Republican legislatures across the country have mobilized against the LGBTQ+ community, pushing through bills that would discriminate against them.
In Florida, the Parental Rights in Education bill—more commonly known as the “Don’t Say Gay” bill—would prohibit any teaching concerning sexual orientation or gender identity “in kindergarten through grade 3 or in a manner that is not age-appropriate or developmentally appropriate for students in accordance with state standards.” The bill would also grant parents the right to sue teachers and schools for exploring these topics. Its incredibly vague language has those who are not bigoted and support LGBTQ+ equality very worried. Can an LGBTQ+ teacher be sued by a parent if they discuss their personal life? What about a student with LGBTQ+ parents?
Now, Florida Republicans—including Governor Ron DeSantis, a big proponent of the bill—have argued that it would not discriminate against the LGBTQ+ community. But a previous version of the bill contained a provision requiring schools to out students to their parents if they found out they were LGBTQ+, and when Sen. Jeff Brandes (R-FL) attempted to amend the bill to only prevent schools from conducting lessons “on human sexuality or sexual activity” so as not to marginalize all LGBTQ+ students and teachers, Sen. Dennis Baxley (R-FL), the bill’s sponsor, argued that such a change would “gut” the bill. (He refused to elaborate.)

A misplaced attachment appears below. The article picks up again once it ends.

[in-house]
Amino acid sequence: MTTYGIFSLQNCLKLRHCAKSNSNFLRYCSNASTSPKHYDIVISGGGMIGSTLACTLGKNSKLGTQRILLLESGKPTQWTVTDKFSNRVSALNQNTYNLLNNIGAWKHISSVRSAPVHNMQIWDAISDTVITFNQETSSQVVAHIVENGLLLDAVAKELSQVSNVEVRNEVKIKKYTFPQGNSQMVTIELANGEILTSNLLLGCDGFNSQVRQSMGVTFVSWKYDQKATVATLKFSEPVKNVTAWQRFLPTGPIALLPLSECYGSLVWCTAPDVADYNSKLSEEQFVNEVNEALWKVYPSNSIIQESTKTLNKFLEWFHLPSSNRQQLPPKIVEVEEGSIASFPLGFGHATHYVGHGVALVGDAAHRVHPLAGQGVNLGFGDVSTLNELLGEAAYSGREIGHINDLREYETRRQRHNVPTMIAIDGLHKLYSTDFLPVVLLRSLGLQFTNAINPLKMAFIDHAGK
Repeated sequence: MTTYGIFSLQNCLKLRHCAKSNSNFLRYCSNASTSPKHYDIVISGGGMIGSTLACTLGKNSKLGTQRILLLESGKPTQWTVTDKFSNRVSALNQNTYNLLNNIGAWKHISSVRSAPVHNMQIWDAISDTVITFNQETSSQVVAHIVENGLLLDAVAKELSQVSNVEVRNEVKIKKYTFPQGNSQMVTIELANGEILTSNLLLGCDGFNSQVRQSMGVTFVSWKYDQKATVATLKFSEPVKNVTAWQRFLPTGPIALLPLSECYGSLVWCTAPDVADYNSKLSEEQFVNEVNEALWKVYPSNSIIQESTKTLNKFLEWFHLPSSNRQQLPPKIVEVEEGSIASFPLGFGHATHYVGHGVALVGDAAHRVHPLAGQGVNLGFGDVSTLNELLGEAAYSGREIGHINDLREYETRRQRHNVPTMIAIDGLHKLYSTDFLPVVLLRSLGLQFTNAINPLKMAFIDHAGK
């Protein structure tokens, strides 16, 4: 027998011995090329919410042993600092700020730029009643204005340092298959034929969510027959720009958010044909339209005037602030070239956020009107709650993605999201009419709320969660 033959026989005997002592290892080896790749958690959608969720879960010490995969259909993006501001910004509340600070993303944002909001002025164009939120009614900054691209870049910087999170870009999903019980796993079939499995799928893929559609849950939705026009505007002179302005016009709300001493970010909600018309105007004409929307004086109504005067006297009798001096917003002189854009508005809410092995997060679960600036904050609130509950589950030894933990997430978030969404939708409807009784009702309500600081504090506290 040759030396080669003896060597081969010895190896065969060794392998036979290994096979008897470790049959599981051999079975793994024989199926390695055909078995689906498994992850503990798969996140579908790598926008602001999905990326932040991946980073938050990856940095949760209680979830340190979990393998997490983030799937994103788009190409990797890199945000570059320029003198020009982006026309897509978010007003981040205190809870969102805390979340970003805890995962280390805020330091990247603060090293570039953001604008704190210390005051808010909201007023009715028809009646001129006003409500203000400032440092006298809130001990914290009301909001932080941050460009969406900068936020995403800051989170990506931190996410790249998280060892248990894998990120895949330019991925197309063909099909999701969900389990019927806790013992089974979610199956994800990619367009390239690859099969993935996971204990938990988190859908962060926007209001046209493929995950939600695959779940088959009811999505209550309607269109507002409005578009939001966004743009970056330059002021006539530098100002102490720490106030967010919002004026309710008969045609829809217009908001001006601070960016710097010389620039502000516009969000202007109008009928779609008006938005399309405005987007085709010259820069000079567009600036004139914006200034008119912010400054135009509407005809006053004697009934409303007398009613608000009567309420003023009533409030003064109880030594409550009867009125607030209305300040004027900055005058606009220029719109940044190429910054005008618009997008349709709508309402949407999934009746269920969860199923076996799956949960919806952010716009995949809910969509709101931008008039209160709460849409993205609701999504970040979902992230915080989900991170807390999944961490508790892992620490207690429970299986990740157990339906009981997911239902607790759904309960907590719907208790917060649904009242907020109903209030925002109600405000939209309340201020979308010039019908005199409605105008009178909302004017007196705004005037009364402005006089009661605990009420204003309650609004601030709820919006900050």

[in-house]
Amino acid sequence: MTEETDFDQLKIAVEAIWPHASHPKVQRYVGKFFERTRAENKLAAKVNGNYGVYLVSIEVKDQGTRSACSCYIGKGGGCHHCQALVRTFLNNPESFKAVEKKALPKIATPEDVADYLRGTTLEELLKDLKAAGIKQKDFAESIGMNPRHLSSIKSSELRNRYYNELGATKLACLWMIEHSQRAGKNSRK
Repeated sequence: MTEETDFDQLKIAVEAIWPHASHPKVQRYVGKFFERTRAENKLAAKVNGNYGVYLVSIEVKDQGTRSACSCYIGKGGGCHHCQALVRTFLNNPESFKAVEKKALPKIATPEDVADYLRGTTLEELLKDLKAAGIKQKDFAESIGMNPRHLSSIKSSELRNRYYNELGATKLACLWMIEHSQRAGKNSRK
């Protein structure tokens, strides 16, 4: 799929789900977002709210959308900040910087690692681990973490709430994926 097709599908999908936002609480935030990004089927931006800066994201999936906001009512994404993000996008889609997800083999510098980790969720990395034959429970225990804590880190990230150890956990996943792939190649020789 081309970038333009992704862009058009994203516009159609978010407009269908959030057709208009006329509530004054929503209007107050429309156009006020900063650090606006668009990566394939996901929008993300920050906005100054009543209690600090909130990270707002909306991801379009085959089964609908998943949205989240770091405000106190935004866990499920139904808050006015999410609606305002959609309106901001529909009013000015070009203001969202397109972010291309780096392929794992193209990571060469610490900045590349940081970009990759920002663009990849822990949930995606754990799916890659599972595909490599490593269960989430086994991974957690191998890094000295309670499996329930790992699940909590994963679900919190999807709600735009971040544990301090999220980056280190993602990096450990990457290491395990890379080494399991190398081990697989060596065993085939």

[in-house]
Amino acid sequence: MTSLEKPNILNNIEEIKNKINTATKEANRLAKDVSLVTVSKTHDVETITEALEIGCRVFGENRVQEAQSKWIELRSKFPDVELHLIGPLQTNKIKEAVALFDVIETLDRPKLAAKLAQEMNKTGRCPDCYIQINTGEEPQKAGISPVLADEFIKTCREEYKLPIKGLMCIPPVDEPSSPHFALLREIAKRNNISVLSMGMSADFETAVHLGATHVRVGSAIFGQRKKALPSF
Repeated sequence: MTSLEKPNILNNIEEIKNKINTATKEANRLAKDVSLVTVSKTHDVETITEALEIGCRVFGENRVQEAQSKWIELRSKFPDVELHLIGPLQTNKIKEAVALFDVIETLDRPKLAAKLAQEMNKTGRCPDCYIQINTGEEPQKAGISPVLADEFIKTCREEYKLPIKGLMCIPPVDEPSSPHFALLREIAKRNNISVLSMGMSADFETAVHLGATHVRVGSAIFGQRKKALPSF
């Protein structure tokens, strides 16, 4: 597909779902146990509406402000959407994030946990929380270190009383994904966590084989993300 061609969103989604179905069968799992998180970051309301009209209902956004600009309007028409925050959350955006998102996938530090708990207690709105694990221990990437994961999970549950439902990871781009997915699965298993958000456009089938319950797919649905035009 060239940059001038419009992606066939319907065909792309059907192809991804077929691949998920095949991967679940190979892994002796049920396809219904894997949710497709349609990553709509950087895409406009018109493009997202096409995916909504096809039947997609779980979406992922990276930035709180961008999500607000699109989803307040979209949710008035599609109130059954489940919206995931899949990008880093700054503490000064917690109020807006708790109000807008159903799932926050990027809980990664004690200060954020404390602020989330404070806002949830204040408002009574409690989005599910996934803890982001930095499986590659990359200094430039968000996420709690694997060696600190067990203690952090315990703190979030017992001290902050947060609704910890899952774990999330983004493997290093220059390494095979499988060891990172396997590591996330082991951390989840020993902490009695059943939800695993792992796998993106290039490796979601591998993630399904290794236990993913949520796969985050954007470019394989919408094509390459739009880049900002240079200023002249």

“So, it’s pretty clear what he thinks the guts of this legislation are,” said John Oliver on Sunday night. “It’s not about sex at all. It’s about denying the existence of gay people.”
“Now, are they morally bankrupt for doing that? Who’s to say?” asked Oliver, before answering his own question: “I’ll tell you: I am. I am to say. After all, I’m Zazu,” throwing to a picture of the red-billed hornbill he voiced in Disney’s The Lion King remake.
When the news broke that Disney had donated large sums of money to the backers of the “Don’t Say Gay” bill, Disney CEO Bob Chapek defended the company’s silence on it, issuing the following statement:
“We are telling important stories, raising voices, and I believe, changing hearts and minds. Encanto, Black Panther, Pose, Reservation Dogs, Coco, Soul, Modern Family, Shang-Chi, Summer of Soul, Love, Victor… These and all of our diverse stories are our corporate statements—and they are more powerful than any tweet or lobbying effort. I firmly believe that our ability to tell such stories—and have them received with open eyes, ears, and hearts—would be diminished if our company were to become a political football in any debate.”